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What You Should Do If You Receive Shoplifting Charges

shoplifting charges

What You Should Do If You Receive Shoplifting Charges

Were you accused of shoplifting?

The retail industry takes shoplifting seriously because it costs stores dearly. It’s estimated that retailers lose over $1,000 in nearly one-quarter of incidents, and it costs them more than employee theft.

Store security guards and loss prevention officers employed by a store are allowed to chase you down and will always contact the police.

Do you know what to do if a store presses charges against you for shoplifting? Here’s what to do – and what to avoid – if a retailer accuses you of shoplifting.

Don’t Sign Anything the Store Gives You

Two-thirds of national retailers surveyed say that their loss prevention team isn’t allowed to hold anyone accused of shoplifting. This is not true in Florida. In this state most retailers store policy requires them to take you to an office or a back room. A store loss prevention officer may come up to you while you’re shopping and ask to talk, but you don’t have to talk to them.

Store security guards have wide reaching legal authority. Many retail stores have a policy of physically detaining a suspected shoplifter and holding the person until the police arrive.

In many cases, store security guards pretend like they want to avoid pressing charges. They might even make it sound like they won’t or don’t have to call the police. Many people report hearing that they won’t be subject to charges if they admit their guilt.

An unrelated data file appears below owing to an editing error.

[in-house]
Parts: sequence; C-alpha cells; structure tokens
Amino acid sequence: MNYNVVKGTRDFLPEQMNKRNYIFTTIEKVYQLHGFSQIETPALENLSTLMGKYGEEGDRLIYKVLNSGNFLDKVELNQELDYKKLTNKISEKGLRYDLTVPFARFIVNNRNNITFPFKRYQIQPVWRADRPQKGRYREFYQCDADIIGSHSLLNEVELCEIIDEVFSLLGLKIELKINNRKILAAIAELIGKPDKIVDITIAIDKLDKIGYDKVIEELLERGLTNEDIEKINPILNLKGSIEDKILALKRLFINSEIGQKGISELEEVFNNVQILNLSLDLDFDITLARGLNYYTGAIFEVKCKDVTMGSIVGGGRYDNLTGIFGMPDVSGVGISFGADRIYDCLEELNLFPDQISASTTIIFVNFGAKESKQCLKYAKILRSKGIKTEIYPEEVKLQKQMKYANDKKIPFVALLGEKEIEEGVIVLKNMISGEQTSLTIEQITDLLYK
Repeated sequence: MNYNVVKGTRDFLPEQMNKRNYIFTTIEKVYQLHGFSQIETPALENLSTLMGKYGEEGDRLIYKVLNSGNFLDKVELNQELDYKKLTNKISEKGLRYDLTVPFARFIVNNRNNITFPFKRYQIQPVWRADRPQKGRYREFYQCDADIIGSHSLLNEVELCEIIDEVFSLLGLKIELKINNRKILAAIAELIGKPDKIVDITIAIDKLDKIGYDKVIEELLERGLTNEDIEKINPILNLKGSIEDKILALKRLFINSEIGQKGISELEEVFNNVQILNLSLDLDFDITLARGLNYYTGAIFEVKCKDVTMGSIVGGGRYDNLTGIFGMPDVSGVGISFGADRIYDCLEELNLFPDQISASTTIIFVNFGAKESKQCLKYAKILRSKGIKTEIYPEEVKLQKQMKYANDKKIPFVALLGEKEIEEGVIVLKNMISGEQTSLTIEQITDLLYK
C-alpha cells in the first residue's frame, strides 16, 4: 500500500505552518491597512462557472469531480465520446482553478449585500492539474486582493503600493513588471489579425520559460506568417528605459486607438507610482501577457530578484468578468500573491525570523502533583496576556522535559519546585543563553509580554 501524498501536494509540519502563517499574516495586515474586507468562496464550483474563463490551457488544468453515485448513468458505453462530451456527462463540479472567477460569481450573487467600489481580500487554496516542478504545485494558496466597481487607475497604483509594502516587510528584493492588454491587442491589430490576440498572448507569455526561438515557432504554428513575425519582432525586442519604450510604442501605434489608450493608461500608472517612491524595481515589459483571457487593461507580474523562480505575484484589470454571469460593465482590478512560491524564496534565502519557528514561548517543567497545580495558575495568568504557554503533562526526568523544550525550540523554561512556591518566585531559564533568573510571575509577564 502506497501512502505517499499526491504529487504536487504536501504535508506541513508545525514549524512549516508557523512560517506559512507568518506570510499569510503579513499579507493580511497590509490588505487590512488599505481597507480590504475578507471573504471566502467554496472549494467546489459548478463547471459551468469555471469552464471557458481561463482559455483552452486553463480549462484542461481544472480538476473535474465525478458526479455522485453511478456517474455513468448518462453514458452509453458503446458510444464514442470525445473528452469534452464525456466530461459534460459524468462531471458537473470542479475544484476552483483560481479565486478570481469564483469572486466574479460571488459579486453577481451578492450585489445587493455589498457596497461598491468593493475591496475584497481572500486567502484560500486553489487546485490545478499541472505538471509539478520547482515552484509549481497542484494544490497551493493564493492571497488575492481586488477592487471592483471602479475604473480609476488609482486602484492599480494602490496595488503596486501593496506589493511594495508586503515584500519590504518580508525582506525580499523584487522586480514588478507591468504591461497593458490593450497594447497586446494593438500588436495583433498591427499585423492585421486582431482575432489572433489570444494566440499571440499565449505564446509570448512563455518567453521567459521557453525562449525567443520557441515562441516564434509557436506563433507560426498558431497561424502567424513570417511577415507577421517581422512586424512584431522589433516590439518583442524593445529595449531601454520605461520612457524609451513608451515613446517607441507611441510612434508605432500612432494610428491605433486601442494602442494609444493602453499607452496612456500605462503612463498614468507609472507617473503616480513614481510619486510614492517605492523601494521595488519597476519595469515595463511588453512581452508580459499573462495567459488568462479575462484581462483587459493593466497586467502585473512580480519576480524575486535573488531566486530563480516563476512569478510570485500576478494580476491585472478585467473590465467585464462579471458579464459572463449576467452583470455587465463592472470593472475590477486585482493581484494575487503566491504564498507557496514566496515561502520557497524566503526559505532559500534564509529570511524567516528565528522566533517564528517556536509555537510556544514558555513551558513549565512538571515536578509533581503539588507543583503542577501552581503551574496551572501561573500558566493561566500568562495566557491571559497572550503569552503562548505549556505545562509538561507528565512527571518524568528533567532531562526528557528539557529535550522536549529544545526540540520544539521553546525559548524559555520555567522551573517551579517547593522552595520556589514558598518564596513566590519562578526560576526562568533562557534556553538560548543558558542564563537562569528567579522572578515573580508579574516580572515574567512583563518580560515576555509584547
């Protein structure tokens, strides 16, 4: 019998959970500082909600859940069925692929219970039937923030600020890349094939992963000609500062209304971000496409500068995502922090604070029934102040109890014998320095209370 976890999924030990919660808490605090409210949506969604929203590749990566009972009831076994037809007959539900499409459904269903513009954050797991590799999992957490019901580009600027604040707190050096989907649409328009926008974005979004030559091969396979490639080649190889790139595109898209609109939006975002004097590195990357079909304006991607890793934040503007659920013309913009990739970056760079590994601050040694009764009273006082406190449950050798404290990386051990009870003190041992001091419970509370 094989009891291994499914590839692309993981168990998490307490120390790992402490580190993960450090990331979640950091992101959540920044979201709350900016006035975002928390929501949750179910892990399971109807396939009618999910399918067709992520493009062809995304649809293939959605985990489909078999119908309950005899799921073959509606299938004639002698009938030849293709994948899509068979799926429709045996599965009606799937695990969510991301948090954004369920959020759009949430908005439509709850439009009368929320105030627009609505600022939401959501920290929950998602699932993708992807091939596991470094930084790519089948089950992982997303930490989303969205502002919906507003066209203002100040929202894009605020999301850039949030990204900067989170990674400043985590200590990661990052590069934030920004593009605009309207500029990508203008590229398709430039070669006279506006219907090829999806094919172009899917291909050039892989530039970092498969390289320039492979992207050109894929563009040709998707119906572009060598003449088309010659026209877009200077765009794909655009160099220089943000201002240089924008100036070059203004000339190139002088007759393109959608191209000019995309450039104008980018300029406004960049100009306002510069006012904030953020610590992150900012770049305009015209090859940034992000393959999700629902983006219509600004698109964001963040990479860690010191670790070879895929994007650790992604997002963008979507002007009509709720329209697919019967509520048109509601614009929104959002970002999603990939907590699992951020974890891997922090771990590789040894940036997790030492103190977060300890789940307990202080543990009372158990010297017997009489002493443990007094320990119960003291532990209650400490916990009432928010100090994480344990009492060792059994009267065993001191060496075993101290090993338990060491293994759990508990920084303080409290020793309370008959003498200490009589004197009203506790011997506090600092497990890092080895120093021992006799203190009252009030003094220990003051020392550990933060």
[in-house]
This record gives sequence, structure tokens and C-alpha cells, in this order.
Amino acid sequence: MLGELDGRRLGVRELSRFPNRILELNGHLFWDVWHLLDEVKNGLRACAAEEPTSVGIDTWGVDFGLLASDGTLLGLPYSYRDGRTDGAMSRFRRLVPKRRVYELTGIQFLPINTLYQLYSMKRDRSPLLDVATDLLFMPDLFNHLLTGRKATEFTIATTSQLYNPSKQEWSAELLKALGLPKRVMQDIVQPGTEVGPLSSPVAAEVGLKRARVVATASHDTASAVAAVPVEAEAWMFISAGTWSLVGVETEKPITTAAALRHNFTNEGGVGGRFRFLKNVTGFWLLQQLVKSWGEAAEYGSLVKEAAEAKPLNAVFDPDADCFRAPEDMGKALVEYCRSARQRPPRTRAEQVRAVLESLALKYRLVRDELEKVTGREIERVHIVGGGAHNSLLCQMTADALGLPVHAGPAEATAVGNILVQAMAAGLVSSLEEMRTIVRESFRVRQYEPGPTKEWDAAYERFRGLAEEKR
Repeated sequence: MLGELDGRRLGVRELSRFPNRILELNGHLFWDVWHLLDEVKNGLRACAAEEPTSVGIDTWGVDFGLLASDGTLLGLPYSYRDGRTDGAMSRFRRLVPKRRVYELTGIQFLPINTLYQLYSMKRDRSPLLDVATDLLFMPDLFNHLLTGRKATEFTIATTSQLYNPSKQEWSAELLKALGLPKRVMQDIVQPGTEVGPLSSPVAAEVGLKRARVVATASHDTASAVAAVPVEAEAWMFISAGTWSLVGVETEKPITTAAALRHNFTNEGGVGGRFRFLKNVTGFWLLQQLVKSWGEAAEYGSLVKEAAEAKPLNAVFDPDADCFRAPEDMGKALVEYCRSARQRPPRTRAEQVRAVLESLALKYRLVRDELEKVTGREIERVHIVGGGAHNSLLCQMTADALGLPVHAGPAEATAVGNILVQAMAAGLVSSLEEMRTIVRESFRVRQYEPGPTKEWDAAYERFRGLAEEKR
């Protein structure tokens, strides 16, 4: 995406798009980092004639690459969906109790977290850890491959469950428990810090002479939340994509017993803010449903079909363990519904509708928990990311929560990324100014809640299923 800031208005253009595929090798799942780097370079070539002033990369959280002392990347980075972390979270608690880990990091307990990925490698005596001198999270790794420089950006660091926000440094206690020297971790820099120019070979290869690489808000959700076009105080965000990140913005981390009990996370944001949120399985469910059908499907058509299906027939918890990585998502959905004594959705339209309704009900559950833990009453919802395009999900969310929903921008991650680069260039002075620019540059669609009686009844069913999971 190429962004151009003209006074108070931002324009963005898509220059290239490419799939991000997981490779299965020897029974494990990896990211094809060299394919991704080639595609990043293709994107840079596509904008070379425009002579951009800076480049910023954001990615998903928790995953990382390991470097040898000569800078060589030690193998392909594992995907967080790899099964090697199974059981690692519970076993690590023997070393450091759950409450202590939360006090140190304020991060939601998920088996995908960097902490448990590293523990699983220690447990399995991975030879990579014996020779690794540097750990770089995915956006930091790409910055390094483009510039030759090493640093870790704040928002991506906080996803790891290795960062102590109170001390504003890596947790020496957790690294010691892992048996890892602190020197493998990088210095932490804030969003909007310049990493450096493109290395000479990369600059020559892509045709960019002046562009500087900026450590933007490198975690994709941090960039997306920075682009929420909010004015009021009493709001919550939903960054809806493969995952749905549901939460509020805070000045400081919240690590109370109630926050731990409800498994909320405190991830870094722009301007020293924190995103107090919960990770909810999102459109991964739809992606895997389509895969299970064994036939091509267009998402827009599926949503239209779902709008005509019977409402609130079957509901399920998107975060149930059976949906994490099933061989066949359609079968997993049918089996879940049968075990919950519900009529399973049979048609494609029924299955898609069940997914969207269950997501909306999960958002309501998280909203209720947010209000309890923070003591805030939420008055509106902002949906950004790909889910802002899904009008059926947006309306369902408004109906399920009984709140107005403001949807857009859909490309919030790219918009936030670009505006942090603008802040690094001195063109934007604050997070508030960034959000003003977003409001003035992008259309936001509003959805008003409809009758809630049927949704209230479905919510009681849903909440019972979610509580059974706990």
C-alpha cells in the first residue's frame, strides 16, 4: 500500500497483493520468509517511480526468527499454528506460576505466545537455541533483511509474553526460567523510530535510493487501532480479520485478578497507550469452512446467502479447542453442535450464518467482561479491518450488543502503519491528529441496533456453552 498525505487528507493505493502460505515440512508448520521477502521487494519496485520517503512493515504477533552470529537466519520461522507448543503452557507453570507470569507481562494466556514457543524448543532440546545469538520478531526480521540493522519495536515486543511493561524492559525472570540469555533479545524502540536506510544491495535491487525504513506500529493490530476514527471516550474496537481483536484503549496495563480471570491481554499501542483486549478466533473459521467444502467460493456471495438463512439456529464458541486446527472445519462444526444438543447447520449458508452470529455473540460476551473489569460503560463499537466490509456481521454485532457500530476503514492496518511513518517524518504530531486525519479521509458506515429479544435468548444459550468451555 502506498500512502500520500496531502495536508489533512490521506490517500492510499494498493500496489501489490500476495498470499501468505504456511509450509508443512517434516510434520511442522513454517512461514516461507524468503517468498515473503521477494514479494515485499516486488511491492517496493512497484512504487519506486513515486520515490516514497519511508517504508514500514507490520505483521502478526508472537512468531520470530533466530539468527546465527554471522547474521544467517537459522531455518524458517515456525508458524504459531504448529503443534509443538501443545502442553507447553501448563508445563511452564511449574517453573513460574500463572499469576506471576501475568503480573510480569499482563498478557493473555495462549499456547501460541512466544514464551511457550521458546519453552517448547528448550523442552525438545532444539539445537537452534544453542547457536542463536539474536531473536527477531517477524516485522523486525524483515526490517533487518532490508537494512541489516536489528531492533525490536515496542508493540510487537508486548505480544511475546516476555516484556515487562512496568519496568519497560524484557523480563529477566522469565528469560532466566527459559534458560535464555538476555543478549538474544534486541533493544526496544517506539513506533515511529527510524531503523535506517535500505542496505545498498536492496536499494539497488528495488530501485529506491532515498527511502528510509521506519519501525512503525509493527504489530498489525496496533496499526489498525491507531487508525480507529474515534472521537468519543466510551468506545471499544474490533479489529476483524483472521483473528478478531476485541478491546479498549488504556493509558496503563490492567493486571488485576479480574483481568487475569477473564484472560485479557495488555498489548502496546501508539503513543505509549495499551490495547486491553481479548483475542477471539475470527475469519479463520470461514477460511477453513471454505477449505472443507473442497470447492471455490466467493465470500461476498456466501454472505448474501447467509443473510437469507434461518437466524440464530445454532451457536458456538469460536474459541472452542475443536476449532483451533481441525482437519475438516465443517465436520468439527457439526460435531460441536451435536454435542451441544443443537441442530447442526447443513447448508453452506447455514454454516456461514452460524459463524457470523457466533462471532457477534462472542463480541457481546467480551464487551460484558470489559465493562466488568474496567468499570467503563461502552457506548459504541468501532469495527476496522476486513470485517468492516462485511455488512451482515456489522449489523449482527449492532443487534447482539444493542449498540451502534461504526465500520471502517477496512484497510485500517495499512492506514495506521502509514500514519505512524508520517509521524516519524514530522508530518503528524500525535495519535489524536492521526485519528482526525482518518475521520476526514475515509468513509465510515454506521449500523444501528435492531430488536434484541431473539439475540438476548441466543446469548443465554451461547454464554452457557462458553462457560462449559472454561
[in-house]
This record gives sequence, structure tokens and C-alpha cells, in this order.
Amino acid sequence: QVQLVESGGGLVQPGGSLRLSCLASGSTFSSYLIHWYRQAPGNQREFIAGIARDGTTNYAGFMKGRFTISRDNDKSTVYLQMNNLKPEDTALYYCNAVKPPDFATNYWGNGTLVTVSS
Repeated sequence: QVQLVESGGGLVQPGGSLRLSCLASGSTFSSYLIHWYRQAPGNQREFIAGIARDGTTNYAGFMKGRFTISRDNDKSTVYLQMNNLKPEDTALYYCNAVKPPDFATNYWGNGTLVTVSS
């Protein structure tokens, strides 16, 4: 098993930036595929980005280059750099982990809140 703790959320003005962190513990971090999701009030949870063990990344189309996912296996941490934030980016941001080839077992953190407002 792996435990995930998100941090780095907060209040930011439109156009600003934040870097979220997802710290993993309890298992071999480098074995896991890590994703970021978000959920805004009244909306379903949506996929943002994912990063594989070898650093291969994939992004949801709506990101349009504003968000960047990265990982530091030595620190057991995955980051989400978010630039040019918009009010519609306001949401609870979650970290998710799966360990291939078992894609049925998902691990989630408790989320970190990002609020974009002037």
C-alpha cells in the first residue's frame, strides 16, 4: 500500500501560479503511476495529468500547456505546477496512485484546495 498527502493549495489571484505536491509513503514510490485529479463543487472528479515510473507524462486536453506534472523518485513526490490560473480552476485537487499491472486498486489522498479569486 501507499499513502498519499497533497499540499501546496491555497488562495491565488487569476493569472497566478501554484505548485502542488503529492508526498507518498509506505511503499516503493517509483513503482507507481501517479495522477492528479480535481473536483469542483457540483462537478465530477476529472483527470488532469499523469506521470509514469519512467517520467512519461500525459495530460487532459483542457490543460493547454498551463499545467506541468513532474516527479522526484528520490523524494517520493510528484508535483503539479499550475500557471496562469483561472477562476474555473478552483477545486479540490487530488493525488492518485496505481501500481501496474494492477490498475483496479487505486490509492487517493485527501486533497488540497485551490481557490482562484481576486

Those statements mean nothing, until charges are filed. Once the police file charges, a signed admission of guilt stands up in court and makes your case harder to fight.

Stores can and do call the police when they catch shoplifters, especially if they sign a confession.

Your best option is to avoid confessing – either verbally or in a written agreement – altogether until the police arrive and then exercise your right to remain silent.

What Happens When the Police Show Up

When security calls the police, don’t panic.  There is a possibility that you won’t be arrested on the spot.  In some cases, the person accused of shoplifting will be issued a Notice to Appear in Court instead of being arrested.  Some of the things the police consider when determining whether to arrest a person include:

  • value of the merchandise the person is accused of stealing or
  • you got physical with a security guard or another employee
  • whether you have any criminal record that includes theft
  • your age and whether you are accompanied by a child

Again, there is no need to confess. If you are issued a Notice to Appear or arrested, you will have an opportunity to defend yourself on the appointed court date.

For most information about what happens when you encounter the police in Florida, read our FAQs here.

Why Shoplifters Need a Criminal Defense Lawyer

Whether the store accused you of stealing cheese or a car, a criminal defense attorney is your best chance to get your charges dropped and your criminal record cleared.

Even though the Notice to Appear in court looks like a traffic ticket, the store accused you of breaking the law. Unlike your traffic record, the state doesn’t wipe a criminal record clean after a few years of good behavior.

A shoplifting conviction stays with you forever. That’s why it’s important that you don’t confess to the store or the police and you call a experienced shoplifting lawyer to defend you.

How to Get Shoplifting Charges Dropped

Before discussing defenses for getting theft charges dropped, it’s essential to understand Florida’s shoplifting laws